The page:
Object collisions: momentum and force

  • Thread starter Bendelson
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  • #1
2 semi-related questions:
1)If momentum is conserved in a system of 2 objects colliding and we are aware of their masses and initial velocities, let's say object 1 is moving at a certain velocity towards object 2 at rest, is there any way to solve for their final velocities without knowing one of their final velocities? I know you can solve for this in a perfectly inelastic collision but how about in an elastic or inelastic collision? If not can this be explained by forces?

2) if object 1 was initially at rest and an a certain amount of force acted on it for a brief moment but then subsides, setting object 1 at a constant velocity on a collision course with object 2 (at rest) and after the collision object 2 has the same momentum as object 1 at a constant velocity before the collision (object 1 comes to rest after) will the given force on object 1 be equal to the magnitude of the force on object 2 in the collision?

Answers and Replies

  • #2
Formula: vf=vi^2-2ad

Vf= Final velocity
Vi= Initial velocity
A= Acceleration
D= Distance
  • #3
That's a kinematic equation for a single object, I don't think that was what I was looking for
  • #4
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If you really want to analyse an inelastic collision, then it may be necessary to examine what happens to the shape of the objects involved during the collision. If you know the details of the shapes and the materials involved, you can estimate the amount of energy lost during the collision. It isn't easy because the forces, during the collision will vary (Hookes Law ideas - but worse- relating deformation to force) This will give you the change in momentum (integrating the elemental Impulses dP in terms of Force and Time). In most problems you try to lump it all together as a single Impulse and ignore the details. The intermediate step of using Coefficient of Restitution is often used.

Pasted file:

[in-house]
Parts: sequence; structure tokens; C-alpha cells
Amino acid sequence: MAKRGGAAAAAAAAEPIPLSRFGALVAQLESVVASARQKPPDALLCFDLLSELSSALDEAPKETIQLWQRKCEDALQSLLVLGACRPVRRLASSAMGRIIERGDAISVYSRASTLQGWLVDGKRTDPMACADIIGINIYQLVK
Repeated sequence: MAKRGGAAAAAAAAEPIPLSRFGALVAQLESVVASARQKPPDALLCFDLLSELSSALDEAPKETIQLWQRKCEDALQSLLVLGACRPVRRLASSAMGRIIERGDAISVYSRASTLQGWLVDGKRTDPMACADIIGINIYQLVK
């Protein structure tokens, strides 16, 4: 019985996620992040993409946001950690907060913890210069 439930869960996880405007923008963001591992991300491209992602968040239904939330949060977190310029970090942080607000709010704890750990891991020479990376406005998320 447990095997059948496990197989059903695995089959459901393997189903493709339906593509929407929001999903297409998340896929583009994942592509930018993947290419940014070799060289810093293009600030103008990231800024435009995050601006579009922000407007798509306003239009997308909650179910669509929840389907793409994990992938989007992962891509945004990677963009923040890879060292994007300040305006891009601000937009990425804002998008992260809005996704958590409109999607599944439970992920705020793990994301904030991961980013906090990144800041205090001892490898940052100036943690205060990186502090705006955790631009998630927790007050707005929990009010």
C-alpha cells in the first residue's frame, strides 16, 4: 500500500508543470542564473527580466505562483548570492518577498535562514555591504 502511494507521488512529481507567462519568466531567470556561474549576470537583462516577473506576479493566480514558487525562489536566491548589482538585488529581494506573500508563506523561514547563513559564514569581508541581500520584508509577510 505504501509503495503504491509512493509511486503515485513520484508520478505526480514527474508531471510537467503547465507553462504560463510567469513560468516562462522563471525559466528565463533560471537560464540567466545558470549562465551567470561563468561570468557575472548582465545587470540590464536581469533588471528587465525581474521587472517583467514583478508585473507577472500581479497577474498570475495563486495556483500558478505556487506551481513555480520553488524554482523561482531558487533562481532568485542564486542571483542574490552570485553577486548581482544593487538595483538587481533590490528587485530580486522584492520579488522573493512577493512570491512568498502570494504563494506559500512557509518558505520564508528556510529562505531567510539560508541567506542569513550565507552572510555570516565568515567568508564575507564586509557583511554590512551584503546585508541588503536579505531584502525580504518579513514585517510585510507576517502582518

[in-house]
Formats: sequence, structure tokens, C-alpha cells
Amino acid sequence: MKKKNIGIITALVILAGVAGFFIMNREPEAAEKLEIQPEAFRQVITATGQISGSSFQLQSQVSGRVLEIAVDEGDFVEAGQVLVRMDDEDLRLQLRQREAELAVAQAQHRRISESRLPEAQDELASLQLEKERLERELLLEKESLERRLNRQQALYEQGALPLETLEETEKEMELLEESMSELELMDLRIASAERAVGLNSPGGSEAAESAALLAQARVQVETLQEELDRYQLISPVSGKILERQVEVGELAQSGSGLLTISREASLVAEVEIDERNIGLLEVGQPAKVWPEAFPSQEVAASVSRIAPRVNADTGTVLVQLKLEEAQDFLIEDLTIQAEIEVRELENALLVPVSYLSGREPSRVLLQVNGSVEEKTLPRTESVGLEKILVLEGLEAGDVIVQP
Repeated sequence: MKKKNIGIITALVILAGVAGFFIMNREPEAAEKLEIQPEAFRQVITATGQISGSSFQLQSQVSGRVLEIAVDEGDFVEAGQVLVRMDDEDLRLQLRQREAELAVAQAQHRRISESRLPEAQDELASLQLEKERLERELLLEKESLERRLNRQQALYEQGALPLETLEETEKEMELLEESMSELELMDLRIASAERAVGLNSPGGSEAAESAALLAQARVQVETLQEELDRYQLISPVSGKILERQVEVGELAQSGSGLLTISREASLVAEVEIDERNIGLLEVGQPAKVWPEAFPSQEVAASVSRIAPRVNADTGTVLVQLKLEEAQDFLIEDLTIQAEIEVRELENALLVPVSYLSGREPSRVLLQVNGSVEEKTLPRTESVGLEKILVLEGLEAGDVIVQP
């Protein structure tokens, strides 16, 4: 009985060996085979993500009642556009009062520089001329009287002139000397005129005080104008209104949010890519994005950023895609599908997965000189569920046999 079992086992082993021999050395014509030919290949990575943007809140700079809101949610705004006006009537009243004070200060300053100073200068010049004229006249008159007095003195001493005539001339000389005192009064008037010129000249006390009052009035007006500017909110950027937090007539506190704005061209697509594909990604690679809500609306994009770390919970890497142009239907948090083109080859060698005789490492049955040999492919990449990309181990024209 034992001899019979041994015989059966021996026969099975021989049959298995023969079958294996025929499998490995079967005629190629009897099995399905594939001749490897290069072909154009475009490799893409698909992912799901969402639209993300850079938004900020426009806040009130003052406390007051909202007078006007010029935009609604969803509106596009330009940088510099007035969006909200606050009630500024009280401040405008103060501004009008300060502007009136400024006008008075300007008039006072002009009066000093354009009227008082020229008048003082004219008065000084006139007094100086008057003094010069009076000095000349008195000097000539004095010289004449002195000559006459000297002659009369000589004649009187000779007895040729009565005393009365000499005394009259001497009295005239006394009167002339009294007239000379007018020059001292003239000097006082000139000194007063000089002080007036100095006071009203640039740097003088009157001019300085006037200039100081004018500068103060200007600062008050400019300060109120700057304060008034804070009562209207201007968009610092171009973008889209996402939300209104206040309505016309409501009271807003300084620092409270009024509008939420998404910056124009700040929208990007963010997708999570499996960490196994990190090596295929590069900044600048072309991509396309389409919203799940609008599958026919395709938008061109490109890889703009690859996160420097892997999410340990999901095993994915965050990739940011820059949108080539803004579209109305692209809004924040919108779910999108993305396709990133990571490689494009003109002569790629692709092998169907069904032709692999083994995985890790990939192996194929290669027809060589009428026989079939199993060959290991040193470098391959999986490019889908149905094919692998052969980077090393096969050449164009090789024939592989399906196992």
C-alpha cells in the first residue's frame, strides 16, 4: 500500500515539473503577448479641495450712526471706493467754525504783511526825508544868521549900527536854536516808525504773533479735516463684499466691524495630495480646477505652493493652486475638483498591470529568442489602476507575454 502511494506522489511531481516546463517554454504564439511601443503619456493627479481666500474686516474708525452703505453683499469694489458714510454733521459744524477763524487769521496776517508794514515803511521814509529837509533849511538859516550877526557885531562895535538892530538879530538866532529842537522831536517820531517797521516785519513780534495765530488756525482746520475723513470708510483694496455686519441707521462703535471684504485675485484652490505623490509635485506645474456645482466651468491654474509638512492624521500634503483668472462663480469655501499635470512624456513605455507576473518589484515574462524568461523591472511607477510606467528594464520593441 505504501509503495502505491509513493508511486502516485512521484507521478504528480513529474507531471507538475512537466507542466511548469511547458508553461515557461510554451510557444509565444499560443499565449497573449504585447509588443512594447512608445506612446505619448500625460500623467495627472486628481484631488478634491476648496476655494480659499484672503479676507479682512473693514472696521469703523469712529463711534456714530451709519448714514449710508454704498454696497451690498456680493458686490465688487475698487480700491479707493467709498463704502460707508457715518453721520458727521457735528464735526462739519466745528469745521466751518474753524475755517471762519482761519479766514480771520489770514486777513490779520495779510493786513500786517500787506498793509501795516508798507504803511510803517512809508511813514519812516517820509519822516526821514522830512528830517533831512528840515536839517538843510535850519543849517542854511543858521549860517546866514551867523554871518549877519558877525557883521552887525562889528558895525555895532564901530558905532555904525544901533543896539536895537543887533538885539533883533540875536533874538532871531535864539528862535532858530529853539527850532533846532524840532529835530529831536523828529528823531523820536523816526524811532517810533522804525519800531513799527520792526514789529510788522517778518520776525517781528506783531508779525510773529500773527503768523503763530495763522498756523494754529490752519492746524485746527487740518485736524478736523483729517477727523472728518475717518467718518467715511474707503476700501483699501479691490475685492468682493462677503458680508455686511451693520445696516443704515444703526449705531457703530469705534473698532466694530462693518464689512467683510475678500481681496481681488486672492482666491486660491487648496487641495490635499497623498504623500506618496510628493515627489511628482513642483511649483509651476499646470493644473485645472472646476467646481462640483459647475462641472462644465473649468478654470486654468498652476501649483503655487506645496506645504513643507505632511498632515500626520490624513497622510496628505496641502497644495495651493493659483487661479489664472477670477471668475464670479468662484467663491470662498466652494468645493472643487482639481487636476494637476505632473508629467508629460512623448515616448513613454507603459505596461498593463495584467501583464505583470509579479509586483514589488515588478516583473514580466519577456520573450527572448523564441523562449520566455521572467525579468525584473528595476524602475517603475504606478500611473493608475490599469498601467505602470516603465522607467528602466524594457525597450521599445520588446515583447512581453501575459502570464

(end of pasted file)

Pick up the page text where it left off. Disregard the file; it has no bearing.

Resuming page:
Many inelastic collisions are analysed, using the 'COR (beloved of A Level Mechanics) which is the ratio of parting velocity to approach velocity. That assumes linearity, of course, but it's a good start with bouncing balls problems. Look at the Wiki article on COR and, if you want to look further then there are several references at the end.
You can always rely on Conservation of Momentum and then include the Coeff of Restitution in the equation describing the relative velocities. That will give you the loss on energy.
It all depends upon how involved you want to get and how easy you find the Maths.